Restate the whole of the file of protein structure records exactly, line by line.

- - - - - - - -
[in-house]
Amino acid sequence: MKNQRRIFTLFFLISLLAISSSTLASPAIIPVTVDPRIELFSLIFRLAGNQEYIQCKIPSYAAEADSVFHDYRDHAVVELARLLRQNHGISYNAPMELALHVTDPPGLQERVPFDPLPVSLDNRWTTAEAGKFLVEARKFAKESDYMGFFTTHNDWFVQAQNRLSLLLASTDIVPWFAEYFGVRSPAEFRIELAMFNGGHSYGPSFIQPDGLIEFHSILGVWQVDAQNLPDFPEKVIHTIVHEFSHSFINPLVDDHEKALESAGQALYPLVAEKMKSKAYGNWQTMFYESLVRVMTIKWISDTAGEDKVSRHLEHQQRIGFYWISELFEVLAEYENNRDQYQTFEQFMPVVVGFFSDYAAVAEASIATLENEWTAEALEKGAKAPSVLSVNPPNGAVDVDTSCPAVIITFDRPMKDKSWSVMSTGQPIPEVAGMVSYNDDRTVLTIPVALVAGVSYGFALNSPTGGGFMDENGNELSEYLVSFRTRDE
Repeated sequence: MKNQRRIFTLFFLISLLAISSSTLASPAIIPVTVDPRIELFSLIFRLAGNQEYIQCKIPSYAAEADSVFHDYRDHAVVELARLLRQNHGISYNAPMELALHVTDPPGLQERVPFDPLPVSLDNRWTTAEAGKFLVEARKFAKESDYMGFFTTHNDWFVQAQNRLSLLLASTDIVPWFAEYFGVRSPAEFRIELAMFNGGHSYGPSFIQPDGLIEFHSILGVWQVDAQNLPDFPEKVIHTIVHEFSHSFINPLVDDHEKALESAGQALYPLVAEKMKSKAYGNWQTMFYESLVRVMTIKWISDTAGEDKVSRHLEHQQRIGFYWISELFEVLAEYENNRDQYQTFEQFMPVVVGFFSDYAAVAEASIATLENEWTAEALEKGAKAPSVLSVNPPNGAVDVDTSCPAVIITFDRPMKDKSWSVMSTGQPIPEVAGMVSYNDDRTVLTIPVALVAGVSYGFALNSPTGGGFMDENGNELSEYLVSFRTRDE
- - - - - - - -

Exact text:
[in-house]
Amino acid sequence: MKNQRRIFTLFFLISLLAISSSTLASPAIIPVTVDPRIELFSLIFRLAGNQEYIQCKIPSYAAEADSVFHDYRDHAVVELARLLRQNHGISYNAPMELALHVTDPPGLQERVPFDPLPVSLDNRWTTAEAGKFLVEARKFAKESDYMGFFTTHNDWFVQAQNRLSLLLASTDIVPWFAEYFGVRSPAEFRIELAMFNGGHSYGPSFIQPDGLIEFHSILGVWQVDAQNLPDFPEKVIHTIVHEFSHSFINPLVDDHEKALESAGQALYPLVAEKMKSKAYGNWQTMFYESLVRVMTIKWISDTAGEDKVSRHLEHQQRIGFYWISELFEVLAEYENNRDQYQTFEQFMPVVVGFFSDYAAVAEASIATLENEWTAEALEKGAKAPSVLSVNPPNGAVDVDTSCPAVIITFDRPMKDKSWSVMSTGQPIPEVAGMVSYNDDRTVLTIPVALVAGVSYGFALNSPTGGGFMDENGNELSEYLVSFRTRDE
Repeated sequence: MKNQRRIFTLFFLISLLAISSSTLASPAIIPVTVDPRIELFSLIFRLAGNQEYIQCKIPSYAAEADSVFHDYRDHAVVELARLLRQNHGISYNAPMELALHVTDPPGLQERVPFDPLPVSLDNRWTTAEAGKFLVEARKFAKESDYMGFFTTHNDWFVQAQNRLSLLLASTDIVPWFAEYFGVRSPAEFRIELAMFNGGHSYGPSFIQPDGLIEFHSILGVWQVDAQNLPDFPEKVIHTIVHEFSHSFINPLVDDHEKALESAGQALYPLVAEKMKSKAYGNWQTMFYESLVRVMTIKWISDTAGEDKVSRHLEHQQRIGFYWISELFEVLAEYENNRDQYQTFEQFMPVVVGFFSDYAAVAEASIATLENEWTAEALEKGAKAPSVLSVNPPNGAVDVDTSCPAVIITFDRPMKDKSWSVMSTGQPIPEVAGMVSYNDDRTVLTIPVALVAGVSYGFALNSPTGGGFMDENGNELSEYLVSFRTRDE